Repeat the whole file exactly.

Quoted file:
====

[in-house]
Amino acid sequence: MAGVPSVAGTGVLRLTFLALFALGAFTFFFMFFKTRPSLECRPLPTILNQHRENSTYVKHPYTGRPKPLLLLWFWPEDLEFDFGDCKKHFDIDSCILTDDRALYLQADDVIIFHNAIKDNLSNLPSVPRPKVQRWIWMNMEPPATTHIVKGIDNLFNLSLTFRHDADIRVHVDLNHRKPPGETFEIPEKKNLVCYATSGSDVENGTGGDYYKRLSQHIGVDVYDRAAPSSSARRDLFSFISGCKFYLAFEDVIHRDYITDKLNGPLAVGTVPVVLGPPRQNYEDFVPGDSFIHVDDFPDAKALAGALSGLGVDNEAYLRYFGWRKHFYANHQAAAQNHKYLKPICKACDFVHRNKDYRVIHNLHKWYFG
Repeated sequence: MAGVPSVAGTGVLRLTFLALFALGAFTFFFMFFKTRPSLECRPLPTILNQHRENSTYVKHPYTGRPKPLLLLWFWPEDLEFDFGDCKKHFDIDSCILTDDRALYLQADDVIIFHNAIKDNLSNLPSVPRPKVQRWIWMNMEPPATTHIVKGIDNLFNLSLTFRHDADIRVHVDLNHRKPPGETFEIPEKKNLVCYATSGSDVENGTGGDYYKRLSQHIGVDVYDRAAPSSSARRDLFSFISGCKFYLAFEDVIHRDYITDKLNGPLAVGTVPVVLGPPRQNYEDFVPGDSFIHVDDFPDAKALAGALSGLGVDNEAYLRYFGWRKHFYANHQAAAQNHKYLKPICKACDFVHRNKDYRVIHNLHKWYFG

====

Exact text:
[in-house]
Amino acid sequence: MAGVPSVAGTGVLRLTFLALFALGAFTFFFMFFKTRPSLECRPLPTILNQHRENSTYVKHPYTGRPKPLLLLWFWPEDLEFDFGDCKKHFDIDSCILTDDRALYLQADDVIIFHNAIKDNLSNLPSVPRPKVQRWIWMNMEPPATTHIVKGIDNLFNLSLTFRHDADIRVHVDLNHRKPPGETFEIPEKKNLVCYATSGSDVENGTGGDYYKRLSQHIGVDVYDRAAPSSSARRDLFSFISGCKFYLAFEDVIHRDYITDKLNGPLAVGTVPVVLGPPRQNYEDFVPGDSFIHVDDFPDAKALAGALSGLGVDNEAYLRYFGWRKHFYANHQAAAQNHKYLKPICKACDFVHRNKDYRVIHNLHKWYFG
Repeated sequence: MAGVPSVAGTGVLRLTFLALFALGAFTFFFMFFKTRPSLECRPLPTILNQHRENSTYVKHPYTGRPKPLLLLWFWPEDLEFDFGDCKKHFDIDSCILTDDRALYLQADDVIIFHNAIKDNLSNLPSVPRPKVQRWIWMNMEPPATTHIVKGIDNLFNLSLTFRHDADIRVHVDLNHRKPPGETFEIPEKKNLVCYATSGSDVENGTGGDYYKRLSQHIGVDVYDRAAPSSSARRDLFSFISGCKFYLAFEDVIHRDYITDKLNGPLAVGTVPVVLGPPRQNYEDFVPGDSFIHVDDFPDAKALAGALSGLGVDNEAYLRYFGWRKHFYANHQAAAQNHKYLKPICKACDFVHRNKDYRVIHNLHKWYFG